Patients with persistent RAS often show elevated anxiety levels.[31,32] In a well-designed prospective study,[33] 160 RAS patients were followed up weekly by a telephone survey for up to a 1 year providing data on the occurrence of RAS episodes and details of any stressful events they experienced during the previous week. Stressful life events were significantly associated with the onset of RAS episodes but not with the duration of the RAS episodes. Experiencing a stressful life event increased the incidence of RAS episode by almost three times, and mental stressors had a larger effect than physical stressors on the occurrence of RAS episodes.

The mechanisms whereby stress may result in RAS episodes are not well understood. It has been suggested that increased levels of salivary cortisol,[34,35] or reactive oxygen species (a possible determinant of stress level in the individual)[36] in the saliva, may lead to the onset of lesions. Furthermore, stress may simply stimulate self-induced trauma thereby initiating an episode of RAS. As mentioned earlier, stress can affect different components of the immune system including the distribution, proliferation, and activity of inflammatory cells, phagocytosis, and production of cytokines and antibodies.[37]


BMS is chronic disorder characterized by a burning sensation or other dysesthesias, while the clinical appearance of the oral mucosa is within normal limits. BMS etiopathogenesis is not fully understood although there is some evidence that a dysfunction in central and/or peripheral nervous system plays an important causative role.[38] The prevalence of psychiatric disorders in BMS is high, but their actual role in the pathogenesis of BMS remains unclear. Several studies have reported high frequency of psychiatric morbidity in BMS with depression being the most prevalent disorder.[39,40] Interestingly, although BMS patients are subjected to elevated psychological stress, the onset of their symptoms is not necessarily directly associated with stressful life events. BMS patients may have a unique psychological profile with higher levels of depression, anxiety, hypochondria (excessive worry about having a serious illness), and cancerophobia.[38]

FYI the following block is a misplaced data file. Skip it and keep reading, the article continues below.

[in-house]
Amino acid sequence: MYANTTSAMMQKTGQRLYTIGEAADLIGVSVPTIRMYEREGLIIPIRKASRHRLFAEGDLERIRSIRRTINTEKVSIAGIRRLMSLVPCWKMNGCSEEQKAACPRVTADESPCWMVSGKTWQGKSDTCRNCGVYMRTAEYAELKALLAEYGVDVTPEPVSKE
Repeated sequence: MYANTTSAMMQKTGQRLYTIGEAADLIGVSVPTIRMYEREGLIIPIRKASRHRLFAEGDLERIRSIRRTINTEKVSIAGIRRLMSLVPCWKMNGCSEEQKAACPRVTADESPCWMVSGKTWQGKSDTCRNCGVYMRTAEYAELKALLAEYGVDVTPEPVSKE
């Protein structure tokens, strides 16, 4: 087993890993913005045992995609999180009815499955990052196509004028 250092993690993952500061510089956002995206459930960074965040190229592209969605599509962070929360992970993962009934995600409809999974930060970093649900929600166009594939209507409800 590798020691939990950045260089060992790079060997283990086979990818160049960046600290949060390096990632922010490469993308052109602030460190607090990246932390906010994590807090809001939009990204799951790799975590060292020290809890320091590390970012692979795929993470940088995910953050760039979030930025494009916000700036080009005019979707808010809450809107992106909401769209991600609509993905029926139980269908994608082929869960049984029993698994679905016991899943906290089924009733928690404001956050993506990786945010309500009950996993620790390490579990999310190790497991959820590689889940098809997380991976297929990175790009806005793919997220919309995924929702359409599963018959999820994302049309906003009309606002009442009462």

Psychological factors are well-recognized risk factors for TMD.[41,42] Depression and sleep disturbances were shown to be significantly higher in TMD patients as compared to controls.[43] Psychosocial stressors can enhance TMD possibly through increased corticosteroid levels or aggravation of parafunctional habits or even through activation of sympathetic nervous system.[41,42,44]